As summer begins to wind down toward fall, the spring-planted garden changes character. Once bright green and limber, the foliage darkens and dries, fairly leaps with insects and makes a rasping, rattly sound as you wander through. In the late-summer vegetable garden, your plants are entering the seed making phase and require a little special attention to prolong their productivity.
First, if the soil is dry an inch down, water it well. Late corn tomatoes, lima beans and cabbage are still ripening even if their plants' leaves are turning brown on the edges. Fall viruses and fungi are eager to spread, so don't spray foliage. Instead, water the roots (we run a soaker hose down the rows).
And, even if you're getting a little bored with the garden after most of the harvest is in, hoe down fall weeds before they go to seed—especially those between the rows—lest they sap the food and water needed by late crops. Let the weed growth lie where it falls; it'll act as a moisture-retaining mulch, not to mention a hideaway for bug-consuming garden toads.
You may notice a few tomato plants, already loaded with ripening fruit, beginning to put out fresh end growth and suckers; some will flower and set clusters of new fruit berries. Snap off all the lush, new looking growth as it sprouts so the plants will put energy into the maturing fruit already on the vines. Then poke the stem ends of several of the most vigorous sprouts into a rooting medium and set them in moist sand to take root (small-fruited varieties do best). Periodically inspect undersides of leaves and remove any little white cocoons to prevent an infestation of whitefly. Once rooted, transplant the sprouts into large pots filled with a rich growing medium. Placed under lights or in a sunny window, the plants will vine out long with small leaves in winter's reduced light. If you pollinate flowers, one to the next, with a little brush, you may have fresh tomatoes to start the New Year.
Or at the very least, if you remove new growing tips early in the new year, propagate them just as you did the parent sprout, then set out the months-old plants next May or June, you'll have the earliest tomatoes in the county next season—guaranteed.
Moving down the rows, be sure to cut off the main head of every broccoli plant, even the dwarfs. Nip off the secondary sprouts before they've a chance to turn into little sprays of yellow flowers. Keep the roots watered and you'll have fresh, if strong flavored, winter broccoli until Thanksgiving.
For Brussels sprouts, twist out the leafy, still-growing tops and enjoy fresh sprouts, picked in the snow, till Christmas. Or wait until the first frost, then pull plants, roots and all, and hang them in the barn. They should last into the new millennium.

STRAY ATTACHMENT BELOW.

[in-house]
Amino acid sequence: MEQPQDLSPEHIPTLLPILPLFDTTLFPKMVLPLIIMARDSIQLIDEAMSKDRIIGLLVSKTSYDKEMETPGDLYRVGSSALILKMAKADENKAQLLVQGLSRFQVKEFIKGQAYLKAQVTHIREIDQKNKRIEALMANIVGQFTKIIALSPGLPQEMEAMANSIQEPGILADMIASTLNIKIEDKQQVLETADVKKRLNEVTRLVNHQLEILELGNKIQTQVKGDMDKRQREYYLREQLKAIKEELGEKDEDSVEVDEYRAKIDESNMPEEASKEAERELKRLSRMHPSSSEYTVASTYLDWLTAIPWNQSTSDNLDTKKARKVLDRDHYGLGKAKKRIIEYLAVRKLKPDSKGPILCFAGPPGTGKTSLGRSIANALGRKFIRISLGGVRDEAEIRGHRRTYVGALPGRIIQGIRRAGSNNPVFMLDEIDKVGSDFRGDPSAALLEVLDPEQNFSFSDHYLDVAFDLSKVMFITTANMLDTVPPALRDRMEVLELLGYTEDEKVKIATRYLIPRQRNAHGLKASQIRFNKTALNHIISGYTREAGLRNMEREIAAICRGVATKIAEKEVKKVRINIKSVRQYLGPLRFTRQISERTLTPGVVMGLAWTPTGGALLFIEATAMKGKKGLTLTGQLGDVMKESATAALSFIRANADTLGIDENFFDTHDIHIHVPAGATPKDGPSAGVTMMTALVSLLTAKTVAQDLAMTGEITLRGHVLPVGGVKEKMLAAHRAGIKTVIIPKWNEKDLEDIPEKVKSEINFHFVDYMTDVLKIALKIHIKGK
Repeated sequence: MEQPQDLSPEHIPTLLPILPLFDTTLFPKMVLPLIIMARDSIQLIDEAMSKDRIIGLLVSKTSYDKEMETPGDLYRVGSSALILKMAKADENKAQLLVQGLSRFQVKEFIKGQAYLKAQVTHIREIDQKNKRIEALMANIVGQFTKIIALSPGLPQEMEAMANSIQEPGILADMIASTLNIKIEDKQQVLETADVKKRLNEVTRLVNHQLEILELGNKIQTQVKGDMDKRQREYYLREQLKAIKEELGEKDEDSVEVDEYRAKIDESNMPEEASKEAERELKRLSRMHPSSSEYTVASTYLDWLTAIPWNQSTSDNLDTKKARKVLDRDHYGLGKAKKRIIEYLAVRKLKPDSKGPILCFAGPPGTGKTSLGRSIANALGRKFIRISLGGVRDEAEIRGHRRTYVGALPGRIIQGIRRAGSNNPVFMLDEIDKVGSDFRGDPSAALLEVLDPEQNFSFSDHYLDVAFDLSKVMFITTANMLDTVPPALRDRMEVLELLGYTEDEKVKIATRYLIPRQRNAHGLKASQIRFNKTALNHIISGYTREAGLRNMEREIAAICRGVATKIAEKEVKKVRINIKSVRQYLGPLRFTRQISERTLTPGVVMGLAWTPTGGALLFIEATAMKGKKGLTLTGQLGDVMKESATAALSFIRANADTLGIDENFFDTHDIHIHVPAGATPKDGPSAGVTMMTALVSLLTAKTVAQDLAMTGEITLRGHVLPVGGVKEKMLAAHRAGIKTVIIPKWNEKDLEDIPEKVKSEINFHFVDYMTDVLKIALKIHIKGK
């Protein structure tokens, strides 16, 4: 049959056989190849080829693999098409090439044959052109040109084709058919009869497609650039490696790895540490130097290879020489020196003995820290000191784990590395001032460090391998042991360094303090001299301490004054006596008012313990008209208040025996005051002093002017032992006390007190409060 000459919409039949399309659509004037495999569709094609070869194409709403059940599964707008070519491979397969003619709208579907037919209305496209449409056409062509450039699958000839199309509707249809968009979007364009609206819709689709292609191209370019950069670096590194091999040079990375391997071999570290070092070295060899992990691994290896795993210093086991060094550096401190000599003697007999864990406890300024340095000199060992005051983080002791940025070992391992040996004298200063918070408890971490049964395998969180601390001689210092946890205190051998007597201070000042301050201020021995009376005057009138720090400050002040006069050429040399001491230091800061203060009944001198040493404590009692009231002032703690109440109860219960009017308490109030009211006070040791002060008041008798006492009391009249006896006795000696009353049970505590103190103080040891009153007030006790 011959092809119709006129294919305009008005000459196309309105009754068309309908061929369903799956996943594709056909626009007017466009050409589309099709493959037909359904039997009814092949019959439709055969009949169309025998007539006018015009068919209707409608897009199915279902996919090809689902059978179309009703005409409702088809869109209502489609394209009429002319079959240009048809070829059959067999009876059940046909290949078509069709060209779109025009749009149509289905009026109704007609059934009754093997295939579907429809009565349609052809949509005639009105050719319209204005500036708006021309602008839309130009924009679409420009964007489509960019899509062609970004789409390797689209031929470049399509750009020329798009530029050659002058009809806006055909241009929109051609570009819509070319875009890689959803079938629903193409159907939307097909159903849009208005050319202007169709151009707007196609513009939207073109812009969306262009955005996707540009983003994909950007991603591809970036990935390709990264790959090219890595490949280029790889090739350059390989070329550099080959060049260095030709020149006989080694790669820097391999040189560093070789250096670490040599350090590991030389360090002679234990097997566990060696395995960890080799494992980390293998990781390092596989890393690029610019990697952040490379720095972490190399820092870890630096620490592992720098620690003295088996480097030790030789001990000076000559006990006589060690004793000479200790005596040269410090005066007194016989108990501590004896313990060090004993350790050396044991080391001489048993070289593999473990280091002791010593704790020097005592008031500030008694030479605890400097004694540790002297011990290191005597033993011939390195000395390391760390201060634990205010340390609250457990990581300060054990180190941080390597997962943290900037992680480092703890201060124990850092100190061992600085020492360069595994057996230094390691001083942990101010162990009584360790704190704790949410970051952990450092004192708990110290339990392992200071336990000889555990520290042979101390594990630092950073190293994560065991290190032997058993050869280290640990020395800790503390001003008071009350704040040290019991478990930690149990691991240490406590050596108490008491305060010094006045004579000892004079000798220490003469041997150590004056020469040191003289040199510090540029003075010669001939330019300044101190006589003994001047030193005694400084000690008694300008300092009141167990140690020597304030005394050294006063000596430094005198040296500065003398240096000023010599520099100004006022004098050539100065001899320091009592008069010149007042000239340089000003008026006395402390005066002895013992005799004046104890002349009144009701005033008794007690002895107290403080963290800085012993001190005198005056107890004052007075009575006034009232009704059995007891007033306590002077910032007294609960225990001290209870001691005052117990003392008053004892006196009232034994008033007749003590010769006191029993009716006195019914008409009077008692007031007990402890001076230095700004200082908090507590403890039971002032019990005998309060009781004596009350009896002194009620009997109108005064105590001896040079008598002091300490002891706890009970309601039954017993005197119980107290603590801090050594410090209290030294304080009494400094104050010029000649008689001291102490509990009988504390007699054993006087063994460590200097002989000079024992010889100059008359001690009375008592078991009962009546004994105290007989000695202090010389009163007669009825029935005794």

Some pole beans will keep producing new end growth and flowers until the first frost. Pinch off this new growth in late August to ensure that plants' energies go to developing beans that are already set. Also, be sure to pick pods before they begin to swell with developing beans. Once a vine has made a few seeds, it retires.
If a freeze hits before all the crop is in, hustle out and pick the frost-tinged pods, steam-blanch them for three minutes, then chill. Next, string them on a stout thread and dry the lot in the fall sun or over a woodstove to make old-time "leather britches." To later refresh the dried pods, place them in cool water overnight. Discard the freshening water and add the flavorful, nutritious, still-leathery-textured beans to winter stews for a hint of summer past and a promise of summer to come.
Finally, as the harvest dwindles to just a few green beans of varied sizes and odd shapes, one last cauliflower with a stunted head, a handful of broccoli sprout buttons, a spindly out-of-row carrot or two and an odd lot of cucumbers and zucchini in peculiar end-of-season shapes, don't waste them, even if there's not enough of any one to make a side dish or salad. Instead, turn these odds and ends into a "mixed refrigerator pickle."
Cut off the bitter little crooked ends and spiky hides of the cucumbers, as well as the bitter skins and green shoulders of overaged carrots. Shell out beans from any oversized green bean pods and slice the rest. Steam-blanch your vegetables for two minutes, chill in cold water, drain and cover with your favorite pickling brine. I like to use a half-and-half mix of cider vinegar and water, plus salt and a little sugar. You can also throw in some fresh garlic, dried hot peppers and a pinch or two of mixed pickling spices. Boil the brine and dried spices, then cool. Add husked garlic and chopped produce (along with slices of fresh sweet onion if you like) and keep chilled. The veggies will take on the pickle-brine taste overnight and will keep for several days in the refrigerator.
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